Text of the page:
1.      Diego Tomas, eldest child, probably born in Bayamo around 1817.  Married Maria de la Merced Rosabal, daughter of Bartolome Rosabal and Socorro Fajardo on August 27, 1838 in La Purisima Concepcion Parish, Manzanillo, by Presbitero Miguel Moreno.  (Romagosa Rosabal Branch C and Ramirez Romagosa Branch D)

2.      Antonio de Jesus Born: February 15, 1819.  Baptized in La Purisima Concepcion Parish, Manzanillo, by Presbitero Diego Jose Chacon on February 27, 1819.   Godparents: Vicente and Juliana Miniet. [No descendants have been identified.]

3.      Maria de Jesus Born: February 22, 1820. Baptized in La Purisima Concepcion Parish, Manzanillo, by Presbitero Diego Jose Chacon on March 5, 1820.   Godparents:   Miguel and Francisca Fornaris.  Married Jose Ramirez Fornaris, son of Manuel Ramirez and Dolores Fornaris.  (Ramirez-Romagosa Branch D)

4.      Maria Rita de los Dolores Born: January 7, 1822.  Baptized in La Purisima Concepcion Parish, Manzanillo, by Presbitero Domingo Jose Vazquez on January 14, 1822.   Godparents: Alejo Busquet and Trinidad Sucambio. [No descendants have been identified.]

5.      Maria Dolores Juliana Born: February 16, 1823. Baptized in La Purisima Concepcion Parish, Manzanillo, by Presbitero Domingo Jose Vazquez on February 24, 1823.   Godparents: Francisco Javier Ramirez and Maria del Socorro Vaxarde. [No descendants have been identified.]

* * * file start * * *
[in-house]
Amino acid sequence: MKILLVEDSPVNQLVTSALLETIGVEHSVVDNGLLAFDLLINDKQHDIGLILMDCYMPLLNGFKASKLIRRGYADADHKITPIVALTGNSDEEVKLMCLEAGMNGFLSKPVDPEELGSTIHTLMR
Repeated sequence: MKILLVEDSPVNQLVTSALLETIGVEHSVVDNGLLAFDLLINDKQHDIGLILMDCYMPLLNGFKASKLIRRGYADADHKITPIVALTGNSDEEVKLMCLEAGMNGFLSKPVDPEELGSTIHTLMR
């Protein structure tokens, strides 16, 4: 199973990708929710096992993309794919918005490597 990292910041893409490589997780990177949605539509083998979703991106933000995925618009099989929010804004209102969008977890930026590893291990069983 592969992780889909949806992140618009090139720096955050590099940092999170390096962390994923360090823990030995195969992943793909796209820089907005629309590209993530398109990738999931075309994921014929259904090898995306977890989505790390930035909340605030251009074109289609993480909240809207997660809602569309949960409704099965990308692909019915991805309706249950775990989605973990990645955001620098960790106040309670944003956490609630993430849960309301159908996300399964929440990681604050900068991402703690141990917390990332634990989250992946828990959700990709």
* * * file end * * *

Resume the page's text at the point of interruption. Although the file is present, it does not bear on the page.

6.     Sebastian Benigno Born: July 16,  1824.  Baptized in La Purisima Concepcion Parish, Manzanillo, by Presbitero Domingo Jose Vazquez on August 5, 1824.   Godparents: Joaquin Pla and Dolores Ramirez. Married Emilia Venecia, daughter of Pedro Martin Venecia, from Mataro (Spain) and Angela Pedrajas, on July 2, 1846, at the La Purisima Concepcion Parish, Manzanillo, by Presbitero Tomas Elipe.  (Romagosa Venecia Branch A)

7.      Juan Evangelista  Born: December 1, 1825.  Baptized in La Purisima Concepcion Parish, Manzanillo, by Presbitero Juan M. Fornaris on December 20, 1825.  Godparents: Manuel and Filomena Rodriguez.  Married Andrea Avelina Venecia on July 1, 1848.  Died at 23 years of age, around 1849. [No descendants have been identified.]

8.      José de Jesús María  Born: April 11, 1827.  Baptized: April 26, 1827 in La Purisima Concepcion Parish, Manzanillo, by Presbitero Antonio Santo Domingo. Godparents: Juan Manuel Fornaris and María del Carmen Hurtado.  Married Maria del Carmen Aguilera., daughter of Jose Aguilera and Catalina Duque de Estrada.  Had one daughter, Maria de la Caridad, born on August 29, 1850 and baptized on September 29, 1850.  Godparents: Sebastian Romagosa Arteaga and  Catalina Duque de Estrada.